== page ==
A documentary on the war in South Vietnam shot entirely on location. There is no narration and no use of archive footage. The participants speak for themselves. The filmmakers spend time ... See full summary »


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A documentary on the war in South Vietnam shot entirely on location. There is no narration and no use of archive footage. The participants speak for themselves. The filmmakers spend time with units from many services: army, tanks, marines, ARVN, air cavalry. They accompany an air force napalm and strafing attack on a Viet Cong bunker complex. There are many scenes both of Saigon streets and of peasant village life. Soldiers speak of their experiences and their mission to fight Communism in Vietnam. One American informant says that the Vietnamese peasant is not interested in ideology, but in social justice, a piece of land, fair taxation, and to be left alone. Some interviews are used as voice-over. Participants, American and Vietnamese, are very natural, with little or no posturing for the camera. There are scenes of dead Viet Cong, and one showing a VC suspect being drowned to aid interrogation. Written by David Badger

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vietnam | army | torture | See All (3) »


Documentary | War





Release Date:

5 December 1965 (Canada)  »

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Privileged Glimpse Into Vietnam War.
16 November 2014 | by (Canada) – See all my reviews

The Mills of the Gods: Viet Nam is an anti-war oriented documentary made during the Vietnam war. It was shot entirely on location by female director Beryl Fox, for the Canadian television station CBC. And it has since become one of few timeless accounts of this extremely controversial war (alongside films like Year of the Pig).

Fox and her crew traveled to Vietnam themselves, where they objectively witnessed, recorded and documented the things they saw.

The film does not use archival footage (it IS archival footage) or narration. All the dialogue comes directly from the mouths of the soldiers, less a few questions you hear Ms. Fox asking the men.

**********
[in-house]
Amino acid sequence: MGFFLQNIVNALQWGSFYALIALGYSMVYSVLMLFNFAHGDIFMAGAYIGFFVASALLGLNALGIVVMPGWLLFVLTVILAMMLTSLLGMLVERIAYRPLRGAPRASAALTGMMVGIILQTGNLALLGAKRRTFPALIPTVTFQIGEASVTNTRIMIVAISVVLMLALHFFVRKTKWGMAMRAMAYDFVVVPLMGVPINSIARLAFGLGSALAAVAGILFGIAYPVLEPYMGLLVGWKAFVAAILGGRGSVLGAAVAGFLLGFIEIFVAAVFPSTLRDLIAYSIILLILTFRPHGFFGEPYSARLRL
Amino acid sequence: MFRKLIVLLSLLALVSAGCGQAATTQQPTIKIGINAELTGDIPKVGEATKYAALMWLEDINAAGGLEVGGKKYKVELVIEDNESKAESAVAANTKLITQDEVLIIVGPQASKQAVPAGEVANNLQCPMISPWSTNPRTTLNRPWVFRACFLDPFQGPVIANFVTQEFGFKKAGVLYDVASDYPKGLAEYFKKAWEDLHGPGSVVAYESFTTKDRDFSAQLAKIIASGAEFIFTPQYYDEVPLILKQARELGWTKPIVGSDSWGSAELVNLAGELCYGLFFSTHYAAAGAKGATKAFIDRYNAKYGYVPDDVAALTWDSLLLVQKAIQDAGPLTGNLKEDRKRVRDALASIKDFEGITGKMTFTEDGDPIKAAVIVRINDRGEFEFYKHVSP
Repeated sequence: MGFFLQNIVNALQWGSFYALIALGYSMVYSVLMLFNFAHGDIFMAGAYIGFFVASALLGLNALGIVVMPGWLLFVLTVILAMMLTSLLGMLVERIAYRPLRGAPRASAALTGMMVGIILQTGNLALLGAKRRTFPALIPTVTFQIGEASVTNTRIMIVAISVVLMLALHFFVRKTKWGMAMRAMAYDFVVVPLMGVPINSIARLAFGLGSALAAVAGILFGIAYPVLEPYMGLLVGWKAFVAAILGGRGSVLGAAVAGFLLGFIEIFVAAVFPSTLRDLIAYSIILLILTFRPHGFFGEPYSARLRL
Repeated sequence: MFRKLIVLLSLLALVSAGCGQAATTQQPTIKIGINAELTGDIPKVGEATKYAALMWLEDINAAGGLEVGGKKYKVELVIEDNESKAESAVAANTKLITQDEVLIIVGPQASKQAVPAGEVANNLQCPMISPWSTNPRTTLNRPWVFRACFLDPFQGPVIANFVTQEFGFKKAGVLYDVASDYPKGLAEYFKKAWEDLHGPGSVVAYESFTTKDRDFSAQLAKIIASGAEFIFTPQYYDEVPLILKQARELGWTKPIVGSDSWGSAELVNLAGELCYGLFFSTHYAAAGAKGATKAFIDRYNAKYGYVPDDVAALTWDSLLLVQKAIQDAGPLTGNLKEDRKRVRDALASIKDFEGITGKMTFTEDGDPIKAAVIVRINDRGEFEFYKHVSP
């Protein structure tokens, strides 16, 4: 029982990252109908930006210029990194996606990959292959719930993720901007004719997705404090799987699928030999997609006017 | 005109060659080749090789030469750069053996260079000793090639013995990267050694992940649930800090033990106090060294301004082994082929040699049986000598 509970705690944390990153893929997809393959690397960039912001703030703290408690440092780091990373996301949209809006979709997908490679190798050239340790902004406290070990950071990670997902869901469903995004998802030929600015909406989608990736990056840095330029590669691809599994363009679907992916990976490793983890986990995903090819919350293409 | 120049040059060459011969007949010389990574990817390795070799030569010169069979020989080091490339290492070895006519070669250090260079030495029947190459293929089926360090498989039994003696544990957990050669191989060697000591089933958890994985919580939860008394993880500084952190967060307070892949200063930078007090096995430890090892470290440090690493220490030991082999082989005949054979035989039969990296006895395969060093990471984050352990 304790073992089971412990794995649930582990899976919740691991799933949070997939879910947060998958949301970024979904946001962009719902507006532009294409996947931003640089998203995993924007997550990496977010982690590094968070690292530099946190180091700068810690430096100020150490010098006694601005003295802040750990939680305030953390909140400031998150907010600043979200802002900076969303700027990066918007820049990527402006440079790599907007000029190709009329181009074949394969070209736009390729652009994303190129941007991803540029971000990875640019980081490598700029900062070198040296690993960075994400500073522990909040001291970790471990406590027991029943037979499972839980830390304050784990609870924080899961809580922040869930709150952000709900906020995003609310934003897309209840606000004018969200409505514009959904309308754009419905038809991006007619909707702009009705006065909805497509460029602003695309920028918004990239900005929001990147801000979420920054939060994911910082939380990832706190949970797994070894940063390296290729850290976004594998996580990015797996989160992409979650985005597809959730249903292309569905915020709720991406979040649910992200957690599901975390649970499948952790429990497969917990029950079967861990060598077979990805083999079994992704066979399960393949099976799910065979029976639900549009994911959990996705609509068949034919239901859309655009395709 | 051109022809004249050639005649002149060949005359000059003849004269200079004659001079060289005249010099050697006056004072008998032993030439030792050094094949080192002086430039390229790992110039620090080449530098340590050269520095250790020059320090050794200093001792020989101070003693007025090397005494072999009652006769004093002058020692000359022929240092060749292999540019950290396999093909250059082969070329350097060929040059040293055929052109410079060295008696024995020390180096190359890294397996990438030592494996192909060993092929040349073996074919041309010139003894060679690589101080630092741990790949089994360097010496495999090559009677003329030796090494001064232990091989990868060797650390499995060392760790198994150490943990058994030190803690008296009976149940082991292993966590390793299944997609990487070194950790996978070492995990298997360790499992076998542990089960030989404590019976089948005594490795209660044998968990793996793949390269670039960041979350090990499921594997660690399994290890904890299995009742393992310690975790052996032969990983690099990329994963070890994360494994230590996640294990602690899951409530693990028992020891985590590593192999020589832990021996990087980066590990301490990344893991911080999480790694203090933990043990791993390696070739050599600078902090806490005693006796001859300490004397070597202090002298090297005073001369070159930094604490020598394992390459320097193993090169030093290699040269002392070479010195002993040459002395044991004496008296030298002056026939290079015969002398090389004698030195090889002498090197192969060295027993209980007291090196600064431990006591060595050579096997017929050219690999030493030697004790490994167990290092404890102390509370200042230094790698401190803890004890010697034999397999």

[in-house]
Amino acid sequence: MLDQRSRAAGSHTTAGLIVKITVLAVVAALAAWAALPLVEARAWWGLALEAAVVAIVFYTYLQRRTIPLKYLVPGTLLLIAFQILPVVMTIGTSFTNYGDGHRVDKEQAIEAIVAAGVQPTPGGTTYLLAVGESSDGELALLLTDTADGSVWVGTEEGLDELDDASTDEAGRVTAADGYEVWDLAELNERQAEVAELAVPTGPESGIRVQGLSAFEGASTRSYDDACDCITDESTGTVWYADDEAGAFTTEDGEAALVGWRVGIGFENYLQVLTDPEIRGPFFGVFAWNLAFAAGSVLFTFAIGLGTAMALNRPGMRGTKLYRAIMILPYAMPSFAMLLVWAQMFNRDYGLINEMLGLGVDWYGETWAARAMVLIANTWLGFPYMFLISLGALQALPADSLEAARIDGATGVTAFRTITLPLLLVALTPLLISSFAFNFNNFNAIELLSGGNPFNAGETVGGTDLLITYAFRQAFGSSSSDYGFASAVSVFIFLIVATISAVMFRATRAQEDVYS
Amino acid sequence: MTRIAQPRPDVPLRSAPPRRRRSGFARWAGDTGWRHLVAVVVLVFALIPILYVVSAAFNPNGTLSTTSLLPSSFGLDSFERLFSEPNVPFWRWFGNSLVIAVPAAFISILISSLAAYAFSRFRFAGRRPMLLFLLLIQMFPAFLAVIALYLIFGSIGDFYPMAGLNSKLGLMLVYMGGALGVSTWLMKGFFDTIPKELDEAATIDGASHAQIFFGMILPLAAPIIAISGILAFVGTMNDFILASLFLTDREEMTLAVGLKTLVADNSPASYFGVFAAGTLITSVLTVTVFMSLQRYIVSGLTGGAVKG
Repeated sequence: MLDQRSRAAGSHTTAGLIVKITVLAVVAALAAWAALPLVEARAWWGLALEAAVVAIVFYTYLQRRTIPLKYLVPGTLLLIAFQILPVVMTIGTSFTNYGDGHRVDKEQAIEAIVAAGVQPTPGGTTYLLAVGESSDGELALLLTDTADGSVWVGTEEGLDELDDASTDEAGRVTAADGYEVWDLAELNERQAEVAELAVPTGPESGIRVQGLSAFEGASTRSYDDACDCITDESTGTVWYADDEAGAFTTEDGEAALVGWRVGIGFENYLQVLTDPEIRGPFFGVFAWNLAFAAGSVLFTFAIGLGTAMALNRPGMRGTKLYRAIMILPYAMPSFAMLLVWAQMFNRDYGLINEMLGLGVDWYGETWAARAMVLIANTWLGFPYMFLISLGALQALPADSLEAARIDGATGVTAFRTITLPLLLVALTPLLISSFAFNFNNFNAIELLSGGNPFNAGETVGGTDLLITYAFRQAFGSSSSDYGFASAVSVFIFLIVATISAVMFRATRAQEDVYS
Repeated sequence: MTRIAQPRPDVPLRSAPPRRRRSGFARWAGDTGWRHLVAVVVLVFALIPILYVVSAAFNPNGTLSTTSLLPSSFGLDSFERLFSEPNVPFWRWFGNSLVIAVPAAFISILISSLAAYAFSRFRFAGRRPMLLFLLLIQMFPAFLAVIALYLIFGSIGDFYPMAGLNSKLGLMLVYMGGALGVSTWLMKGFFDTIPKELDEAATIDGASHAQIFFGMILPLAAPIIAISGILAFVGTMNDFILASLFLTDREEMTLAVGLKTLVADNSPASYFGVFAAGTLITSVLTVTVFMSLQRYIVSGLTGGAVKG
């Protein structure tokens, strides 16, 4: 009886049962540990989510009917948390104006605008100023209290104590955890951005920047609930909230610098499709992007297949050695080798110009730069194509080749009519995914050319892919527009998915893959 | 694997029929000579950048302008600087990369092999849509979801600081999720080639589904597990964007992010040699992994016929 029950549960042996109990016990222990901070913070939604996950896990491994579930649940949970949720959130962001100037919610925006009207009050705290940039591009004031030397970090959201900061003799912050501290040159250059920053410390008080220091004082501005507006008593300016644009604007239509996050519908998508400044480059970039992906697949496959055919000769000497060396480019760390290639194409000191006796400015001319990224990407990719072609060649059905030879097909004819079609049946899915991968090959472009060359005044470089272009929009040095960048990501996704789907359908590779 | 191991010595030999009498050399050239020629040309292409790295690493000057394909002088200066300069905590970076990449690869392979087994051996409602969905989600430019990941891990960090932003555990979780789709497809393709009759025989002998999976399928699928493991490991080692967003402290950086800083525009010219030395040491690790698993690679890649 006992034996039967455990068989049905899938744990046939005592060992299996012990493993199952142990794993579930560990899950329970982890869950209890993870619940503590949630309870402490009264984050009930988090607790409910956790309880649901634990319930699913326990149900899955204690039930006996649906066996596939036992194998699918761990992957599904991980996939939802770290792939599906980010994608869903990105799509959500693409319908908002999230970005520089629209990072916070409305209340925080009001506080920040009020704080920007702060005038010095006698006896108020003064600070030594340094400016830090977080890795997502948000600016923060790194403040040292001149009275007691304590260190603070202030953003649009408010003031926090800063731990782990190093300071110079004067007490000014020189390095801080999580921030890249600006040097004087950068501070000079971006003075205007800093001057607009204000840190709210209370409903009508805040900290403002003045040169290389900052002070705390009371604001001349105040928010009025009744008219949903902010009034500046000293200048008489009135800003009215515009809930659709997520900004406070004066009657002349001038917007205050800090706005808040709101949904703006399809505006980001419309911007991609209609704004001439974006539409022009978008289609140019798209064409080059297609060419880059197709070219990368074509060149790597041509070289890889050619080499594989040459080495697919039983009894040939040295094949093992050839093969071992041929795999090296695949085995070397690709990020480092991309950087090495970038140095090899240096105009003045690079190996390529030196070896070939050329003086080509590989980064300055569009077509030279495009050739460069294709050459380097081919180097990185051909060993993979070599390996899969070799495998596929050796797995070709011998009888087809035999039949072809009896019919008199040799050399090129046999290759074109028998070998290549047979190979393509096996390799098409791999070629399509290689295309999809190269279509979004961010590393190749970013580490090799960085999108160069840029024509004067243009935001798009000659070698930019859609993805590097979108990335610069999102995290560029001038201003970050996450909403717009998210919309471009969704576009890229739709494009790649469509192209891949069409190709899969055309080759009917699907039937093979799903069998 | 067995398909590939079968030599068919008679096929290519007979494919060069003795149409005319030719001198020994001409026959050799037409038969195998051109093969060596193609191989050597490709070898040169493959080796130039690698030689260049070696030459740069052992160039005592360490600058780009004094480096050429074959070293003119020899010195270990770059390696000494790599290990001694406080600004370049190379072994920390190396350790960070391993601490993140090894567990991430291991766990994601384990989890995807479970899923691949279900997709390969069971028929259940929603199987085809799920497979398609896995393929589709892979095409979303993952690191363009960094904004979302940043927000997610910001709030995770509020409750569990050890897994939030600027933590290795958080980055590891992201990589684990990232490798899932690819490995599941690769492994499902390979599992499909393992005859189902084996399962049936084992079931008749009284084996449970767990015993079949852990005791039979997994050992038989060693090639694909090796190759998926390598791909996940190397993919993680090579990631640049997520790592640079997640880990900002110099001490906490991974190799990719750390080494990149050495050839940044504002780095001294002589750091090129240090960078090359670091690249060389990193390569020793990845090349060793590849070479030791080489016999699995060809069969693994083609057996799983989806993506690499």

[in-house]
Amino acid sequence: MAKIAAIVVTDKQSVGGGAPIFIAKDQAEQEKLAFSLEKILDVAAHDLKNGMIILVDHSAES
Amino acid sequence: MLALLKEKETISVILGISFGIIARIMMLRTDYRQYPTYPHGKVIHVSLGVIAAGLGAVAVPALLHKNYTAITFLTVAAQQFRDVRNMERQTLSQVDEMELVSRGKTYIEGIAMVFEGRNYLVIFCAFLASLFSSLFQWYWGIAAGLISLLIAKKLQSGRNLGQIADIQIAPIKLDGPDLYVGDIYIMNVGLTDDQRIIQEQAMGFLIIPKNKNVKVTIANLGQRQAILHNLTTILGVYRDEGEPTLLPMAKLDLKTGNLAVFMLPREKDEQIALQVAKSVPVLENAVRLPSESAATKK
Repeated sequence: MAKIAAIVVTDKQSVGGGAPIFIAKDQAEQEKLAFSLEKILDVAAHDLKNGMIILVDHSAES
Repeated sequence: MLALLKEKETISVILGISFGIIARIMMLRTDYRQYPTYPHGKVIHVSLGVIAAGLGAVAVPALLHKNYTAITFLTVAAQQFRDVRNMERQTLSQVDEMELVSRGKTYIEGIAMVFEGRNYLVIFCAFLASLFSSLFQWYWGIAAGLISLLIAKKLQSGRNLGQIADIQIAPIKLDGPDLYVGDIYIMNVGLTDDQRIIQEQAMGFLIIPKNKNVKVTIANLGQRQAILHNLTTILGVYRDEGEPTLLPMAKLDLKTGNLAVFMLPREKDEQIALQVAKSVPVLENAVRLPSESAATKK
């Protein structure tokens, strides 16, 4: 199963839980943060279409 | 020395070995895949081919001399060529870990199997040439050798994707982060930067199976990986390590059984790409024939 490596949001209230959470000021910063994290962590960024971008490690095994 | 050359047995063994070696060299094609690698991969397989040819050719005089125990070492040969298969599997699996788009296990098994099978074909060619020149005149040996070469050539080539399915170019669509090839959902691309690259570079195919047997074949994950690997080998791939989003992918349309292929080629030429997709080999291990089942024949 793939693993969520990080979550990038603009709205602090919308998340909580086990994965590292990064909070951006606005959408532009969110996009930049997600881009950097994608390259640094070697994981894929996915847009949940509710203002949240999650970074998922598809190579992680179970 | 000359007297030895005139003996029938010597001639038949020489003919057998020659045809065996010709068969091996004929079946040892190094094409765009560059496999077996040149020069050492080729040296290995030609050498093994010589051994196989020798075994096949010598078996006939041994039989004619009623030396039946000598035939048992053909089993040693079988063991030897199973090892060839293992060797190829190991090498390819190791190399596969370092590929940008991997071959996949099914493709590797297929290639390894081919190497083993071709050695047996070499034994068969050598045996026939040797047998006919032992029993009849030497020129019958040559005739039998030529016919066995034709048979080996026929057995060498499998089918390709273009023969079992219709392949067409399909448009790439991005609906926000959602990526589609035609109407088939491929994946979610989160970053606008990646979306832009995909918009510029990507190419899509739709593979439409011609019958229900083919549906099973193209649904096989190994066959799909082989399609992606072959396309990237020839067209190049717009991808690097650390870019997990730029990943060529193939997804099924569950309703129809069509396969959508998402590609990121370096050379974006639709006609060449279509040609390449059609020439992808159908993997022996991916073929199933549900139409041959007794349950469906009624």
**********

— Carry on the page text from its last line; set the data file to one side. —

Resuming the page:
While clearly an early example of "embedded reporting", the film takes a very middle-of-the-road approach. The soldiers interviewed for the film- some conscripts, others volunteers- convey a diversity of perspectives(that you will probably never hear again, from an army made entirely of volunteers). Though many have gone willingly- to snuff out Communism- others are critical of the role they are playing and about the war in general.

Some discuss how they would rather be home. Some discuss their duty to protect their homeland and future generations. Others, however, reflect on the situation they've been thrown into: the nice people they've met; their antagonism toward killing; questioning why they are even there.

It's quite evident that Fox and her crew immersed themselves in the entire Vietnam experience. Much of the footage focuses on what another commentator has termed "the banalities of war": hanging out with your friends; enjoying the nightlife; meeting women; lounging around when not fighting. But they also go out into the field with the men: on patrols; on fly-alongs during napalm raids; a short stint with a Northern Vietnamese unit; and even into the forests to witness the aftermath of aerial warfare.

While I did interpret the whole film to exhibit an anti-war angle, the way it is compiled and fashioned really allows you to judge the images for yourself (depending on what perspective you are coming from). Though, with that being said, it does seem clear (to me, at least) that Fox was critical of the war. And it does show through with the tone and nature of her questions.

This is a very interesting and informative documentary that offers a privileged glimpse into the Vietnam war, along with the diverse mentality of those who were sent to fight it. Certainly a Canadian Classic of it's kind.

7 out of 10.

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